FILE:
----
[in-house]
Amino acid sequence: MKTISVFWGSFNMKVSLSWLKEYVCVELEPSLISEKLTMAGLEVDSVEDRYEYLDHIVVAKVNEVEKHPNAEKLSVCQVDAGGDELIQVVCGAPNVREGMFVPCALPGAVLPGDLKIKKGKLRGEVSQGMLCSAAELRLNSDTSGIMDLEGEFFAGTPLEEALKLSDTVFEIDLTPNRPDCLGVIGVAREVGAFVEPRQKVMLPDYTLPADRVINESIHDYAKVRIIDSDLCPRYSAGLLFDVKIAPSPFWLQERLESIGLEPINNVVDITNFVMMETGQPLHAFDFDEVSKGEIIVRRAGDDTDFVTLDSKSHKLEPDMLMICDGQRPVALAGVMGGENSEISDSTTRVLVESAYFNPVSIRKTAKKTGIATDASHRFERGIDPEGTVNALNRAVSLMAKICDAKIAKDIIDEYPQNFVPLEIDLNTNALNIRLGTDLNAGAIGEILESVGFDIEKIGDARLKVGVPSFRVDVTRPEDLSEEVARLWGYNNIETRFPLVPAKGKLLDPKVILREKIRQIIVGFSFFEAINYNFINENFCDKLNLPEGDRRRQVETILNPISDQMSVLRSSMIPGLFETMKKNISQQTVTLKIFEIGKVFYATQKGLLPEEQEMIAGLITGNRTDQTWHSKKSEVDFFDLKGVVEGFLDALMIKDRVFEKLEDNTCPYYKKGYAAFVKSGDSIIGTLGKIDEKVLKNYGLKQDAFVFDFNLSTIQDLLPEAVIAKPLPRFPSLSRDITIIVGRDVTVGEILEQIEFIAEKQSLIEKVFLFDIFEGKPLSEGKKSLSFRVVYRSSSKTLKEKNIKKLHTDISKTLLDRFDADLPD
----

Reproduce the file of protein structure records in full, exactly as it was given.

[in-house]
Amino acid sequence: MKTISVFWGSFNMKVSLSWLKEYVCVELEPSLISEKLTMAGLEVDSVEDRYEYLDHIVVAKVNEVEKHPNAEKLSVCQVDAGGDELIQVVCGAPNVREGMFVPCALPGAVLPGDLKIKKGKLRGEVSQGMLCSAAELRLNSDTSGIMDLEGEFFAGTPLEEALKLSDTVFEIDLTPNRPDCLGVIGVAREVGAFVEPRQKVMLPDYTLPADRVINESIHDYAKVRIIDSDLCPRYSAGLLFDVKIAPSPFWLQERLESIGLEPINNVVDITNFVMMETGQPLHAFDFDEVSKGEIIVRRAGDDTDFVTLDSKSHKLEPDMLMICDGQRPVALAGVMGGENSEISDSTTRVLVESAYFNPVSIRKTAKKTGIATDASHRFERGIDPEGTVNALNRAVSLMAKICDAKIAKDIIDEYPQNFVPLEIDLNTNALNIRLGTDLNAGAIGEILESVGFDIEKIGDARLKVGVPSFRVDVTRPEDLSEEVARLWGYNNIETRFPLVPAKGKLLDPKVILREKIRQIIVGFSFFEAINYNFINENFCDKLNLPEGDRRRQVETILNPISDQMSVLRSSMIPGLFETMKKNISQQTVTLKIFEIGKVFYATQKGLLPEEQEMIAGLITGNRTDQTWHSKKSEVDFFDLKGVVEGFLDALMIKDRVFEKLEDNTCPYYKKGYAAFVKSGDSIIGTLGKIDEKVLKNYGLKQDAFVFDFNLSTIQDLLPEAVIAKPLPRFPSLSRDITIIVGRDVTVGEILEQIEFIAEKQSLIEKVFLFDIFEGKPLSEGKKSLSFRVVYRSSSKTLKEKNIKKLHTDISKTLLDRFDADLPD